Will Michigan look to address no fault reform in 2023?
Since the 2019 no-fault auto insurance reform, former Detroit Red Wings hockey player Vladimir Konstantinov and 18,000 other Michiganders living with catastrophic car crash injuries have been losing life-sustaining care.
In Michigan, no-fault insurance is required by law for every driver in order to get license plates in the state. If a driver gets into an auto accident, no-fault insurance pays for the medical expenses, wage loss benefits, replacement services, and the cost of property damage. Before the passage of the no-fault reforms, Michigan required drivers to purchase unlimited personal injury protection (PIP) coverage. Therefore, in the event of an accident, insurers paid for unlimited medical damages.
Before the reforms, Michigan drivers were paying the highest auto insurance rates in the nation, with an average annual premium of $2,610. With the passing of the 2019 reforms, the average car insurance rate in Michigan is $2,639 per year, which now ranks Michigan as the second most expensive state for these rates..
On January 15th, 2019, Sen. Aric Nesbitt (R – Kent County) introduced Senate Bill 1, which amended Michigan’s insurance code and made substantial changes to the no-fault automobile insurance system. The substantial changes included tiers for PIP coverage, mandated premium reductions for PIP coverage, and a retroactive clause, which allowed insurance companies to cut payments for care for people who had catastrophic injuries before 2019.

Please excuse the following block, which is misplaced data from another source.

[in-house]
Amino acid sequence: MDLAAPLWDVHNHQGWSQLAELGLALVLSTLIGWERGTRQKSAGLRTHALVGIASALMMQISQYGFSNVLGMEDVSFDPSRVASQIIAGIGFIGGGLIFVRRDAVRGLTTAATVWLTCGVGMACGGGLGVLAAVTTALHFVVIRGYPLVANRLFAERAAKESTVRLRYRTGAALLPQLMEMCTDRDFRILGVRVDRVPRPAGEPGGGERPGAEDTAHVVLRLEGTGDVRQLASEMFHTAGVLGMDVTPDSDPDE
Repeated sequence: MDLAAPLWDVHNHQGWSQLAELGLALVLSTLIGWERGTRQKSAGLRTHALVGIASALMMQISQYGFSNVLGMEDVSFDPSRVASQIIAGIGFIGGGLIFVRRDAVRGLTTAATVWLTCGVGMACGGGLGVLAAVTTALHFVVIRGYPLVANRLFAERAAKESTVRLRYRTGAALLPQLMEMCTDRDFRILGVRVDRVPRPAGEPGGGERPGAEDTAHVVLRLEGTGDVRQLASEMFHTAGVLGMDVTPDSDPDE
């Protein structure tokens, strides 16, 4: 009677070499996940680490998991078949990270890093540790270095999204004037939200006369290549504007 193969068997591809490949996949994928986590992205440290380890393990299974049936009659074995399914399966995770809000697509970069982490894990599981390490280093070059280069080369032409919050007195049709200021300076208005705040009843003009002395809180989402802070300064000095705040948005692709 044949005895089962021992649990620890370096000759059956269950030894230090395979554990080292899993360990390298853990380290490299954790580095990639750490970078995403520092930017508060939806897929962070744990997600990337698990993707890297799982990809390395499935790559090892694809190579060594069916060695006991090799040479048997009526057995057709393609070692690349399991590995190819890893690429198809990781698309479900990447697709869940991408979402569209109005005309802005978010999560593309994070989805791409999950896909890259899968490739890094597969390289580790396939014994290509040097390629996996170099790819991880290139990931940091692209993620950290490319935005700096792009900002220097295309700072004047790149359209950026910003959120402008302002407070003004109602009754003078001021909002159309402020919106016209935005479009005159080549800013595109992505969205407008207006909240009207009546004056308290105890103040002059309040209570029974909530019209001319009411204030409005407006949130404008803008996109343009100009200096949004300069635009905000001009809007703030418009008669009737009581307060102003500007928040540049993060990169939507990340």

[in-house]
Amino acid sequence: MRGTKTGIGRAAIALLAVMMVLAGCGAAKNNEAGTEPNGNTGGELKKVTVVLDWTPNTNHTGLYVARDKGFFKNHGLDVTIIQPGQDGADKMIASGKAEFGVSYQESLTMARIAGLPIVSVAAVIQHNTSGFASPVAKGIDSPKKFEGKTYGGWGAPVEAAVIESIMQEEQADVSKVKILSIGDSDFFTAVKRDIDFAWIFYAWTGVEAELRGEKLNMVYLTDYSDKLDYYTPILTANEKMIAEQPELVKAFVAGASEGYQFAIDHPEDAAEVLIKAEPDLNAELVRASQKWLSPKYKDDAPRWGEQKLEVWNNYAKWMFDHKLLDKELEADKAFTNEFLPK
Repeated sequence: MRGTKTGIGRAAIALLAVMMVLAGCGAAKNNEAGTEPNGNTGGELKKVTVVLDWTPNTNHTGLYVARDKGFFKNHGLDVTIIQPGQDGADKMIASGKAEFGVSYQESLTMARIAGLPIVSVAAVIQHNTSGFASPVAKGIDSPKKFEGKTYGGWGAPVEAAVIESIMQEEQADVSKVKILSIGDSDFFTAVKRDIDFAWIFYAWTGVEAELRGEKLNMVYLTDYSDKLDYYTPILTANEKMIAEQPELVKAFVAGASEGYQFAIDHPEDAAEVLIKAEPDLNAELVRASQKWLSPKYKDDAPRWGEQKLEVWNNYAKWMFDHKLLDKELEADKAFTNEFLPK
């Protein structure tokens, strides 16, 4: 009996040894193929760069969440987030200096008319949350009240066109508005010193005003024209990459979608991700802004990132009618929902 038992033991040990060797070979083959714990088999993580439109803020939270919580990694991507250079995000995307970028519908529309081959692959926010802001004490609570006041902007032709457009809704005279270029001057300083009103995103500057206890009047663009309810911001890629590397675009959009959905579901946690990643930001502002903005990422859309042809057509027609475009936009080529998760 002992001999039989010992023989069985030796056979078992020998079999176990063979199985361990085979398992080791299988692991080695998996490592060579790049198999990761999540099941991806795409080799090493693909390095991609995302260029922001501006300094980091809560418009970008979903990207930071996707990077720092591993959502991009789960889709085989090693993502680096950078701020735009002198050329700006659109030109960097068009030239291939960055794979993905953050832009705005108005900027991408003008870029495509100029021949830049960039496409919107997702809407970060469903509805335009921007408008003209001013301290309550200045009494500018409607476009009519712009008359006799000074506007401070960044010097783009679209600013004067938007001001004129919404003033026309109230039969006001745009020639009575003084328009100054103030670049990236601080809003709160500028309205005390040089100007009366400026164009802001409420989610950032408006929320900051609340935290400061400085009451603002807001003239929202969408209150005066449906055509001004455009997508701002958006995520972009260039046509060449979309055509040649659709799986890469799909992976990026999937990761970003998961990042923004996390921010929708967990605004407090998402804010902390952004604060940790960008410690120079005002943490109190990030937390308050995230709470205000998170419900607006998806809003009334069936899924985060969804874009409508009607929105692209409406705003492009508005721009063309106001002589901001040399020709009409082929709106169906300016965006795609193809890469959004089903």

Legislators passed SB 1 with overwhelming support from both parties: the Michigan House had 94 yeas to 15 nay votes and the Michigan Senate 34 had yeas to 4 nay votes. On May 30th, 2019, Gov. Whitmer signed the legislation.
At the time of passage, SB 1 had major bipartisan support. Legislators and the Governor supported SB 1 because they wanted to save drivers money by allowing tiers for PIP coverage; setting fee schedules for hospitals and providers, and banning companies from using non-driving factors such as zip codes, FICO scores, gender, marital status, occupation, education attainment, and homeownership.
Reporting from Michigan Radio of NPR noted that some Michigan lawmakers likely didn’t fully read SB 1 because they were given the 120 page bill an hour before the final vote. Nevertheless, the bill was passed, Michigan legislators praised themselves for their bipartisan work, and they haven’t touched the issue since.
However, since the passage of SB 1, insurance companies cut their payments to long-term care providers by 45%, causing many of the providers to shut down their business. Consequently, nearly 7,000 auto accident survivors have lost their coverage and 4,082 healthcare workers lost their jobs.
It is clear that the 2019 no-fault auto insurance reform has negatively affected the health of auto accident survivors and hasn’t drastically changed the cost of auto insurance in Michiganders. It remains to be seen if lawmakers will again take up this issue during next year’s session in order to address the reform’s negative impacts. However, Current House Speaker Rep. Jason Wentworth (R) – Kent County said earlier this year that he expects no new major legislation in 2022 dealing with this problem.